EE278 Course Information: Winter 20102011
Handouts (lecture notes, homework)
Instructor
 Robert M. Gray
Email: rmgray at stanford.edu
Telephone: 6507234001
Office: Packard 261
Office hours: Tu 3:004:30, Th 2:304:00, and by appointment

Teaching Assistant
 Nadine Hussami
Email: nadinehu at stanford.edu
Telephone: TBA
Office hours: Wed 24 Packard 104

Course Administrator
 Kelly Yilmaz
Email: yilmaz at stanford.edu
Telephone: 6507234539
Fax: 6507243468
Office: Packard 259

Lectures

TuTh 12:502:05pm, room 200030

Problem Sessions

TBD

Textbook

Introduction to Statistical Signal Processing,
Gray and Davisson, Cambridge University Press, Corrected paperback
edition, 2010.
http://ee.stanford.edu/~gray/sp.html.
Important note: Do not buy the 2004 hardcover edition. Either
download the free pdf or buy the 2010 corrected paperback, ISBN
9780521131827. The pdf and paperbook incorporate corrections made
over several years.
Lecture notes will be handed out covering the material and will be
made available at the handouts url above.

Syllabus

Basic probability
Random variables, vectors, and processes
Time averages, expectations, and laws of large numbers
Stationarity, autocorrelation, and spectral analysis
Minimum mean squared error estimation, detection, and linear filtering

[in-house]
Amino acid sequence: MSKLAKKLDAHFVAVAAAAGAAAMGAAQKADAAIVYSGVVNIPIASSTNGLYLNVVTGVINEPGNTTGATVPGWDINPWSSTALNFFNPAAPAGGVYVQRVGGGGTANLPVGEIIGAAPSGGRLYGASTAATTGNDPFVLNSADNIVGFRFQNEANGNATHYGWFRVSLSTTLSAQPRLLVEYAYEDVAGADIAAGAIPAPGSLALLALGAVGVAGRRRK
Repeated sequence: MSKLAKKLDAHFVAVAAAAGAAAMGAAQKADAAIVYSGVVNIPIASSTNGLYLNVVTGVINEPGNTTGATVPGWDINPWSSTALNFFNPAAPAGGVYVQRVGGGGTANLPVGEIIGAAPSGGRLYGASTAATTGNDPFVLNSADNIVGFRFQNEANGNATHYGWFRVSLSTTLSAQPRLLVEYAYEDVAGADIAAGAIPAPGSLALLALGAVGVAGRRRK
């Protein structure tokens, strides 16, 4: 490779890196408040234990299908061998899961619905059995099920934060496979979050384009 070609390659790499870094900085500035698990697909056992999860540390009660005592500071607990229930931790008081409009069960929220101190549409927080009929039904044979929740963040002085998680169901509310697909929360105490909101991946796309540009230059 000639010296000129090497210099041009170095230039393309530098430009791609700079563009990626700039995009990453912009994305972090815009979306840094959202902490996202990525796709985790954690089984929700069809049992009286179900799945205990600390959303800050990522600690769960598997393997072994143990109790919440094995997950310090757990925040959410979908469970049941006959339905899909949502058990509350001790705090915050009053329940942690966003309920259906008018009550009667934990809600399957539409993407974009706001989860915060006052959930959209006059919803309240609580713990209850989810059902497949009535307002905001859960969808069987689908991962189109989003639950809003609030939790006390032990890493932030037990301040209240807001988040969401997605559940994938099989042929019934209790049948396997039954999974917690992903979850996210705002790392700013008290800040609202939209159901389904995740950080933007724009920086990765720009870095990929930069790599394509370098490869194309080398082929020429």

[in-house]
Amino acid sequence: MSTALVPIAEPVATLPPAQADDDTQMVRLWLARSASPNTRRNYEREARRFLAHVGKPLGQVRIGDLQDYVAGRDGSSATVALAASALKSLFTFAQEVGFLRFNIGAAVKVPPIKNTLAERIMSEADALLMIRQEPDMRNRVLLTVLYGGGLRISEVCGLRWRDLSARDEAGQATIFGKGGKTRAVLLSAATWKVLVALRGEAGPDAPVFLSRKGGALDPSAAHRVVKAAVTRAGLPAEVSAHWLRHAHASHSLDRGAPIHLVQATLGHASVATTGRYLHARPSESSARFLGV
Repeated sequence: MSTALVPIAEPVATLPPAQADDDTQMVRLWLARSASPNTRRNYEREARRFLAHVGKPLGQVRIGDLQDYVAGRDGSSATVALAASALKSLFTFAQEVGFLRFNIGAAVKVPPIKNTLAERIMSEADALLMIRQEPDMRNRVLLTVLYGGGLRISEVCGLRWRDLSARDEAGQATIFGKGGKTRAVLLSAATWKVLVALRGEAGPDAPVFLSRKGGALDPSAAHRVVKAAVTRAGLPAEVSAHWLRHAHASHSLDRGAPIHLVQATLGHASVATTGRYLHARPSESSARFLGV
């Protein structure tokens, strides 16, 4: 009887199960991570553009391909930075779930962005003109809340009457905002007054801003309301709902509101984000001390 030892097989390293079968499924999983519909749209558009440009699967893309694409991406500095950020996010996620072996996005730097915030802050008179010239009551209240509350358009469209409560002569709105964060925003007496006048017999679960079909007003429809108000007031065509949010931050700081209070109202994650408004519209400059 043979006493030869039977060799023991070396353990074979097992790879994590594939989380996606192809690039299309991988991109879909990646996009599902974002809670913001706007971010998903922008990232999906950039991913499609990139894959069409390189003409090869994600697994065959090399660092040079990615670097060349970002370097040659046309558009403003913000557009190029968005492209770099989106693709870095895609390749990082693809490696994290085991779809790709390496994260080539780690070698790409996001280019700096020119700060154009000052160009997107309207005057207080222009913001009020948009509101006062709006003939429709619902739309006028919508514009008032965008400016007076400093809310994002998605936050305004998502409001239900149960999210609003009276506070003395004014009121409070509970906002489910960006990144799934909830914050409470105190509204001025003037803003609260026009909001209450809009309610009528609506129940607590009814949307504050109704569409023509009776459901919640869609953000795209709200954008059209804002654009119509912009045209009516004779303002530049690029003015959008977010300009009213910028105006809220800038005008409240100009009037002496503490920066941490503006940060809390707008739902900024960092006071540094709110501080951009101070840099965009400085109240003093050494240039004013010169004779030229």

IID, Markov, independent increment, counting, Gaussian, and Poisson random processes

Homework

Homework is assigned each Thursday and due the following Thursday
by 5pm.
You are allowed and encouraged to work on the homework in small
groups, but you must write your own homework to hand in.
Late homework will not be accepted without prior approval.

Examinations

You may bring a calculator. Cell phones must be turned off.
Computers (laptops, notepads, etc.) are not allowed.
Midterm examination:
Tuesday, 8 February, 12:502:10pm.
Closed book except for one sheet (two sides) of notes.
Final examination:
Thursday, 17 March, 7:0010:00pm.
Open course materials (course text, lecture notes,
homework, solutions).

Grading

25% Homework assignments
30% Midterm examination
45% Final examination

Grades near borderlines may be adjusted by evidence of strong effort on
the homework, improvement from midterm to final, participation in class,
problem sessions, office hours.